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Criminal Politics: An Integrated Approach to the Study of Organized Crime, Politics, and Violence

Abstract

Over the last decade, organized criminal violence has reached unprecedented levels and has caused as much violent death globally as direct armed conflict. Nonetheless, the study of organized crime in political science remains limited because these organizations and their violence are not viewed as political. Building on recent innovations in the study of armed conflict, I argue that organized criminal violence should no longer be segregated from related forms of organized violence and incorporated within the political violence literature. While criminal organizations do not seek to replace or break away from the state, they have increasingly engaged in the politics of the state through the accumulation of the means of violence itself. Like other non-state armed groups, they have developed variously collaborative and competitive relationships with the state that have produced heightened levels of violence in many contexts and allowed these organizations to gather significant political authority. I propose a simple conceptual typology for incorporating the study of these organizations into the political violence literature and suggest several areas of future inquiry that will illuminate the relationship between violence and politics more generally.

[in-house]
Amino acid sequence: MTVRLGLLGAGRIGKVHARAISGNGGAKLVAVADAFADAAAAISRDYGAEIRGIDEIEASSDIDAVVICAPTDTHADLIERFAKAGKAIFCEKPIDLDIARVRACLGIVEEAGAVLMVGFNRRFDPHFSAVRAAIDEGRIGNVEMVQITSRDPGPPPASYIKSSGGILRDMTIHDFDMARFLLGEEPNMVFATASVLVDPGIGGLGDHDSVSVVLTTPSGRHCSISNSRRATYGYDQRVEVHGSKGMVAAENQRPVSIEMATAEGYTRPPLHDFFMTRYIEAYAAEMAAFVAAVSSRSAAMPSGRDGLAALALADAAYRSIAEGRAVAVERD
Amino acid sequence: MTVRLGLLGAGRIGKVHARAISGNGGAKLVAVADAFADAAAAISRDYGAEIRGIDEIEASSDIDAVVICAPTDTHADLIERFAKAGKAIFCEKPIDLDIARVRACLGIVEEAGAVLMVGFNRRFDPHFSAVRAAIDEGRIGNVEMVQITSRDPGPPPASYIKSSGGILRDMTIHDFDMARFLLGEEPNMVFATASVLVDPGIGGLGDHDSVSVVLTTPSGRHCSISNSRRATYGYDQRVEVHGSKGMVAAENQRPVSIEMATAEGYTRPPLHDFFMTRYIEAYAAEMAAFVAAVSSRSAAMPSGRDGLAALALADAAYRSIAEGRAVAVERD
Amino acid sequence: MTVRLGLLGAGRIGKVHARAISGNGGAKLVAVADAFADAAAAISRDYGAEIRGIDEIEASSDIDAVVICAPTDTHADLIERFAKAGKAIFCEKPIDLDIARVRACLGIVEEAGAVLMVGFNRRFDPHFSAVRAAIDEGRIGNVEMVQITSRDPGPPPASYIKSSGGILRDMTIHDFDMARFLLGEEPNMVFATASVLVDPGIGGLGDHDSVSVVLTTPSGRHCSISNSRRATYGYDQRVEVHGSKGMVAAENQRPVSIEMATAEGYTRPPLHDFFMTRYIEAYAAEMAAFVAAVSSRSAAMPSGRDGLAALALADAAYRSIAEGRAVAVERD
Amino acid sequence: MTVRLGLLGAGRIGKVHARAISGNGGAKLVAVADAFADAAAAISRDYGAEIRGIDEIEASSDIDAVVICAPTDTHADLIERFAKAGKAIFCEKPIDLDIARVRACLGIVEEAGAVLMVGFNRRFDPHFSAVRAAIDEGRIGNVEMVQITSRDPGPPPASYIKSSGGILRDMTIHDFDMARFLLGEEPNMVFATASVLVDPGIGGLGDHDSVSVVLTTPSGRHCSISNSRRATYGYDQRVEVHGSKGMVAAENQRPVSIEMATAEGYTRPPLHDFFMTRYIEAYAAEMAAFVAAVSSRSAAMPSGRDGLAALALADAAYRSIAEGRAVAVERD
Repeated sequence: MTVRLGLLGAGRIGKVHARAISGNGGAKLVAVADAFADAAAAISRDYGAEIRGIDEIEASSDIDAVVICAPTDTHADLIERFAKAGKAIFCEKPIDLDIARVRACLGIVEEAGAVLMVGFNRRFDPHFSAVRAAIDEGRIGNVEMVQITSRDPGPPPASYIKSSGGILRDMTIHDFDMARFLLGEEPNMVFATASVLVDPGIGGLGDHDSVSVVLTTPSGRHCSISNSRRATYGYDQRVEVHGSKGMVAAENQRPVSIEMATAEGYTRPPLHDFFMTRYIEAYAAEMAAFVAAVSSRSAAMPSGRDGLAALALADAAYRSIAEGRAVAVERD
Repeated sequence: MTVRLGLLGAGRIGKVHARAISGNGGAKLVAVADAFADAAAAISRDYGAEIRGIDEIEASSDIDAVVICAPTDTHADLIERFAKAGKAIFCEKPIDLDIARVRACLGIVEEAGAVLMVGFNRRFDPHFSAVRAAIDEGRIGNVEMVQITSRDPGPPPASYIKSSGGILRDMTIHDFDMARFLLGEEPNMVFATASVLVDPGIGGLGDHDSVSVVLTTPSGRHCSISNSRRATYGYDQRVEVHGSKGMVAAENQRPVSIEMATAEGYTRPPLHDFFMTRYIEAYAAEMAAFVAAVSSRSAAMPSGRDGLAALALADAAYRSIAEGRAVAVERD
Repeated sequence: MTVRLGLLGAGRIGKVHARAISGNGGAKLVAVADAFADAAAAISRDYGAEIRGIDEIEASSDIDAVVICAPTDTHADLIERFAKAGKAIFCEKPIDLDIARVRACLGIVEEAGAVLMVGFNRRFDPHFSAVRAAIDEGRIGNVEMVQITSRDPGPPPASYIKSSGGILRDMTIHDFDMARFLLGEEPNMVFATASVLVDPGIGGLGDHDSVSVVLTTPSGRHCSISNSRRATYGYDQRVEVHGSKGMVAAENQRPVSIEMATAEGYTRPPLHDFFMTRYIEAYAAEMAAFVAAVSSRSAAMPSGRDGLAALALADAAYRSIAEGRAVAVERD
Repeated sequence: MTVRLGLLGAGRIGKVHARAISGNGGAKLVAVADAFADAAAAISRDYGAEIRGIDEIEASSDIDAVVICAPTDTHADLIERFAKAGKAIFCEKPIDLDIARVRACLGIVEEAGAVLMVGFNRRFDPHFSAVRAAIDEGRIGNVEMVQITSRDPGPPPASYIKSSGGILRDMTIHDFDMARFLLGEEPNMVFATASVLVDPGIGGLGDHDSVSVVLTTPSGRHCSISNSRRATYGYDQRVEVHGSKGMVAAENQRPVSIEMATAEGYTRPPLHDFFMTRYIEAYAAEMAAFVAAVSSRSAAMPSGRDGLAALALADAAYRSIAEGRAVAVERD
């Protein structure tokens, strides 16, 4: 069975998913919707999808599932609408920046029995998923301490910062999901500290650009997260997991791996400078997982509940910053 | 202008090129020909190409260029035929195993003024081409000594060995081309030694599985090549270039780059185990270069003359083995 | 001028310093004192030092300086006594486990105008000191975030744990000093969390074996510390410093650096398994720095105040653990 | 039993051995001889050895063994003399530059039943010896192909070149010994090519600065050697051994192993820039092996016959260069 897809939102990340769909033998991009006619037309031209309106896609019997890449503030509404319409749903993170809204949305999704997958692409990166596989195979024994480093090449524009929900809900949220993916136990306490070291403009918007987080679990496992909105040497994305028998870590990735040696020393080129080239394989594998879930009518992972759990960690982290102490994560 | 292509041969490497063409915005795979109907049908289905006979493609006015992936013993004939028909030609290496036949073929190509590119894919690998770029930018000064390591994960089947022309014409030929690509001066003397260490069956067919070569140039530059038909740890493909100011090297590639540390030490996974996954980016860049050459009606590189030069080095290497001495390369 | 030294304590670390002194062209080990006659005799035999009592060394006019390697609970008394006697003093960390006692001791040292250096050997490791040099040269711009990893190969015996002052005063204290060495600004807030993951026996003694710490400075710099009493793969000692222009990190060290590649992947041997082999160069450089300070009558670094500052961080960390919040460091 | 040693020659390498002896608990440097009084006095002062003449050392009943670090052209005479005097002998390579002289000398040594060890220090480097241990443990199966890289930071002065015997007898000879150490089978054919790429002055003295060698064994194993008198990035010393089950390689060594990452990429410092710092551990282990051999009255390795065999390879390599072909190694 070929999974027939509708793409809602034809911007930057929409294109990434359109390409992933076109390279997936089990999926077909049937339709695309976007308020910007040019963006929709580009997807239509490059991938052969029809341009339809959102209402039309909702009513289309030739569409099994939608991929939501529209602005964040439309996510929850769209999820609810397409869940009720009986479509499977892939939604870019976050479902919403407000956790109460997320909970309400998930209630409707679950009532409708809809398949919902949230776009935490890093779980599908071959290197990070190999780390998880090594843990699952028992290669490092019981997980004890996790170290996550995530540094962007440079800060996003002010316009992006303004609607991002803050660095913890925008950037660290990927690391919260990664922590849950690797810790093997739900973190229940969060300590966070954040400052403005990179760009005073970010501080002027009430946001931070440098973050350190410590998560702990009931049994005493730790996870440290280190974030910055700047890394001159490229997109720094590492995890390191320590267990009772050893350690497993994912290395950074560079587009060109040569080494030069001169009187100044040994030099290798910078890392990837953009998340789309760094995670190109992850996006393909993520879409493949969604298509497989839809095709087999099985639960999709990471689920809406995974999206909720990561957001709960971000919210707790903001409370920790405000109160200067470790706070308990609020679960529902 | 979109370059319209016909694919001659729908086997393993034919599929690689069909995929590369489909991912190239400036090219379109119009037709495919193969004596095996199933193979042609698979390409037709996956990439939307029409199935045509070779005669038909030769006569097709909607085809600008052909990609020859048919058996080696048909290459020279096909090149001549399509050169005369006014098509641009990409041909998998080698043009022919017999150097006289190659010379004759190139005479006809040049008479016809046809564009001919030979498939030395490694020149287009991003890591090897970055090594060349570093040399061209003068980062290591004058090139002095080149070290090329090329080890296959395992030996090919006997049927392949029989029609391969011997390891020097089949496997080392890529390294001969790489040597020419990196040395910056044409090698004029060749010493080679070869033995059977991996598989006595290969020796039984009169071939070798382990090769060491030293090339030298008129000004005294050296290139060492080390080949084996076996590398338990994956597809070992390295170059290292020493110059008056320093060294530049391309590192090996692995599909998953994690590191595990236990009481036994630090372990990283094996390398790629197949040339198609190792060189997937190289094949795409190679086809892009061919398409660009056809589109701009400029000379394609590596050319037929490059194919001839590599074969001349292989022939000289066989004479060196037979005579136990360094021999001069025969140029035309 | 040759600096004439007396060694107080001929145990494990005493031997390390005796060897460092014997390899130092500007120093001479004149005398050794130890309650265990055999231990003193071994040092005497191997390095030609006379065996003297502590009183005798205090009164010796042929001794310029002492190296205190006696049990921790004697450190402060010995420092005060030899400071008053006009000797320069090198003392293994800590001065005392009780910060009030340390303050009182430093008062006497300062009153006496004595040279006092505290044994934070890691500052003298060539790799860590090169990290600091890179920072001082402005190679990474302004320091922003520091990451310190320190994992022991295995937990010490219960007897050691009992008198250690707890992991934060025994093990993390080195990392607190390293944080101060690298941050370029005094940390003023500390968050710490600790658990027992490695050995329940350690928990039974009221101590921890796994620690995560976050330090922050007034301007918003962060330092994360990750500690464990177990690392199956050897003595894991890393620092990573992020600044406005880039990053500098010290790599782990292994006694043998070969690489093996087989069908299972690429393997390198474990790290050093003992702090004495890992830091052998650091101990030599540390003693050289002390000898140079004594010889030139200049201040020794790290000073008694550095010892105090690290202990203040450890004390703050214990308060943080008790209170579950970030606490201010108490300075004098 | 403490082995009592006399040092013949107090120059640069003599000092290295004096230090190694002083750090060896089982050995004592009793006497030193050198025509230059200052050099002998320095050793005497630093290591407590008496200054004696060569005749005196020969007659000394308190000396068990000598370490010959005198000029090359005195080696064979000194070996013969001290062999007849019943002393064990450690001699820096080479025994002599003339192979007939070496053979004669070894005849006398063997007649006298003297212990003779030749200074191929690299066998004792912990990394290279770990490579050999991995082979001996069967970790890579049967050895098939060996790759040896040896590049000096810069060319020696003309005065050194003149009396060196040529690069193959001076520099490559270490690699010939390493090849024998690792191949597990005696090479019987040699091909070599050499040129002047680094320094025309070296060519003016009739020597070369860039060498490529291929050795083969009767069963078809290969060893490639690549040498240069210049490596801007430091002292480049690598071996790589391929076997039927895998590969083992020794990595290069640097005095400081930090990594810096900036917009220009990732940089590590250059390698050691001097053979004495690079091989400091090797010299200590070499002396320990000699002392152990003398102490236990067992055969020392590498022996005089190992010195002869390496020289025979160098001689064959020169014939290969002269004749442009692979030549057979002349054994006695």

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References
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Perspectives on Politics
  • ISSN: 1537-5927
  • EISSN: 1541-0986
  • URL: /core/journals/perspectives-on-politics
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